Signs and Symptoms of Sinusitis 

The signs and symptoms of sinusitis can vary based on the duration it lasts and the severity. In most cases, both acute and chronic sinusitis may be associated with the following; 

  • Pain in the sinuses 

Sinusitis is often characterized by pain. The body is made up of many different sinuses, both above and below the eyes and also behind the nose. When you develop a sinus infection, all of these can be painful. 

Your sinuses will ache with tedious pressure due to swelling and inflammation. You might experience pain around your forehead, either side of the nose, upper jaws, and teeth, or in the space between your eyes. This could result in a severe headache.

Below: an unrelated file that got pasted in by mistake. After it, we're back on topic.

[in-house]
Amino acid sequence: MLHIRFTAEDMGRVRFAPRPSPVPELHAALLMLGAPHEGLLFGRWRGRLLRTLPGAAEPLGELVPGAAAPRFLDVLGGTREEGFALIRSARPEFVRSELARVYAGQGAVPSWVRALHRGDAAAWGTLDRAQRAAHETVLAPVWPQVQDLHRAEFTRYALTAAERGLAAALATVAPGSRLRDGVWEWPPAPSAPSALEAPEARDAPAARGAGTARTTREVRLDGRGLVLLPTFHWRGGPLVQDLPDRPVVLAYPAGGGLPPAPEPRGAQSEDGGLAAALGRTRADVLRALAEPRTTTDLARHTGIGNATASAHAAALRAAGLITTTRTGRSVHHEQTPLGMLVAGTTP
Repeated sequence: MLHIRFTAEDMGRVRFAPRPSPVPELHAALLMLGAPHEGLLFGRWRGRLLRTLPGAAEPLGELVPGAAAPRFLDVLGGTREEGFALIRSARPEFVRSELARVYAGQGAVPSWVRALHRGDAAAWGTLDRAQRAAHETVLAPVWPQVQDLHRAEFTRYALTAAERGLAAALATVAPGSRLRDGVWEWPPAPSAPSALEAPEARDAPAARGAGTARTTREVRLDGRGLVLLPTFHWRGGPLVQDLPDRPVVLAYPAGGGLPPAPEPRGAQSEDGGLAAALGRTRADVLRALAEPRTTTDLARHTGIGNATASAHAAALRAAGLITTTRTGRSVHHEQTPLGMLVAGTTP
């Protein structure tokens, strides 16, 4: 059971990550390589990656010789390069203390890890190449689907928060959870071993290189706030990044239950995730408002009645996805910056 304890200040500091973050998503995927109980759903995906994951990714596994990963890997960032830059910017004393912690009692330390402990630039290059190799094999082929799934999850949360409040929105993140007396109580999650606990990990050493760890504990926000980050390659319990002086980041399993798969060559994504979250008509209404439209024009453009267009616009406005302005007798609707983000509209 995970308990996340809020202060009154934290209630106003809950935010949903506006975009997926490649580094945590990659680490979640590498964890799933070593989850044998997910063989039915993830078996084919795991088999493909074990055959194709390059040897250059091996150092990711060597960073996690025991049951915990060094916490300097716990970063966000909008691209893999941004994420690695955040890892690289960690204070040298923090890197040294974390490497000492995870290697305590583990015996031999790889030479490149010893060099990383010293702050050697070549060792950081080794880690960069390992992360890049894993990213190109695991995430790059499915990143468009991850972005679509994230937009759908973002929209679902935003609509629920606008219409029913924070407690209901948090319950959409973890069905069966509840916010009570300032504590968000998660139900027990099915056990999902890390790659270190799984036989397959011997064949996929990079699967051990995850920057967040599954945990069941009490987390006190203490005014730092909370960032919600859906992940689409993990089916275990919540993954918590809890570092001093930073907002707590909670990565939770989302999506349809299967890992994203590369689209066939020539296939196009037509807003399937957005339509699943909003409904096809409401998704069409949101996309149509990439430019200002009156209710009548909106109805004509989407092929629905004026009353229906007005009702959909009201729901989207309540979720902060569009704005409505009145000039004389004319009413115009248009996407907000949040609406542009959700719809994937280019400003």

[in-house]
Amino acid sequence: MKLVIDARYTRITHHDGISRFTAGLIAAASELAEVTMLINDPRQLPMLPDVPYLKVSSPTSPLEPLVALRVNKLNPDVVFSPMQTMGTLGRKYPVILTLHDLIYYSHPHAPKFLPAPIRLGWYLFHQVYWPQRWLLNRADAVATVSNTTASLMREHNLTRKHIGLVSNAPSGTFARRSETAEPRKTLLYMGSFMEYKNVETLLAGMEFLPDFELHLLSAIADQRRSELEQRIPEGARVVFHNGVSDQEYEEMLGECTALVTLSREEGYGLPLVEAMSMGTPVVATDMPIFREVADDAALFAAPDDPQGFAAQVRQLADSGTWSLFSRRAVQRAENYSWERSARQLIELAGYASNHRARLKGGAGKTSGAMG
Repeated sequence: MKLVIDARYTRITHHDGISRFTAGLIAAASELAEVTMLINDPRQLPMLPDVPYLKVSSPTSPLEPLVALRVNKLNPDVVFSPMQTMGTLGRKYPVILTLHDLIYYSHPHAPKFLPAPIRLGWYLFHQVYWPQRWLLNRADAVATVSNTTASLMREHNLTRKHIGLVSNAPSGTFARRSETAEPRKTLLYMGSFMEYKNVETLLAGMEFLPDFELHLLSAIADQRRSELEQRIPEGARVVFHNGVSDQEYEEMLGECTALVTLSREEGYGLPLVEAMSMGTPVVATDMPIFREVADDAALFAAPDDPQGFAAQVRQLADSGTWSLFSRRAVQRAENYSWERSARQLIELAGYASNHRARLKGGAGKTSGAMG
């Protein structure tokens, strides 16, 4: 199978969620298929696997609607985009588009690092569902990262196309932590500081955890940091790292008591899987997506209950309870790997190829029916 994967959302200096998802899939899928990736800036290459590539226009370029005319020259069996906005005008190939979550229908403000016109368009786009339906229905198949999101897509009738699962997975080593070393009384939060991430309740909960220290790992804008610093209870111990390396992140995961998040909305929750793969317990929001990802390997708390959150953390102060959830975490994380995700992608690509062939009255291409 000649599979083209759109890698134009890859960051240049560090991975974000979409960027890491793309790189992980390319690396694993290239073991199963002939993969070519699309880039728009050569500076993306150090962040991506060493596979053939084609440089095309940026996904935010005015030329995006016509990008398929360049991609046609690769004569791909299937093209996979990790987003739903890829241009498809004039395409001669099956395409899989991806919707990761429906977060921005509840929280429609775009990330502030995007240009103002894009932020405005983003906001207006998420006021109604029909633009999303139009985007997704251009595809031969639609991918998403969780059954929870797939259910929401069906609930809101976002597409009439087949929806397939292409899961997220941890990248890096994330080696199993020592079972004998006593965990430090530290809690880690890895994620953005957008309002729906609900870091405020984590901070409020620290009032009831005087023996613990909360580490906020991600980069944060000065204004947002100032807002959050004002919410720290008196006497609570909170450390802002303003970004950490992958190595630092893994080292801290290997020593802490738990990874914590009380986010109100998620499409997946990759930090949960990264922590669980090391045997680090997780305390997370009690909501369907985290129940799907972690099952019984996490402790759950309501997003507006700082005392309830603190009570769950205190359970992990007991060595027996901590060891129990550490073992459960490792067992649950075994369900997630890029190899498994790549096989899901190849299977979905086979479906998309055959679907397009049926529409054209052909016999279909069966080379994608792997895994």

• Nasal congestion 

Inflamed sinuses can sometimes make it difficult to breathe via the nose. The sinuses, as well as nasal passages, swell as a result of the infection. You will not smell or even taste as usual due to the severe nasal obstruction. It's also likely that your tone will become stuffy.

  • Nasal discharge 

You might have to blow your nose from time to time if you have a sinus infection. This is because of nasal discharge, which may be cloudy, yellow, or green. The affected sinuses produce a discharge that leaks through the nasal passages. 

The discharge can also flow down the back of the throat, bypassing the nose. An itch, a tickle, or sometimes a sore throat can occur. This is known as postnasal drip, and it can make you cough during the night while you're sleeping and in the morning when you wake up. Your voice can become hoarse as a result of this.  

  • Sinus headaches

The constant pressure and swelling in the sinuses can cause headache symptoms. Earaches, dental pain, and pain in the jaws and cheeks are also symptoms of sinusitis pain. Since fluids have been accumulating all night, sinus headaches are always at their worst during the morning. As the barometric pressure in the atmosphere shifts abruptly, it can aggravate your headache.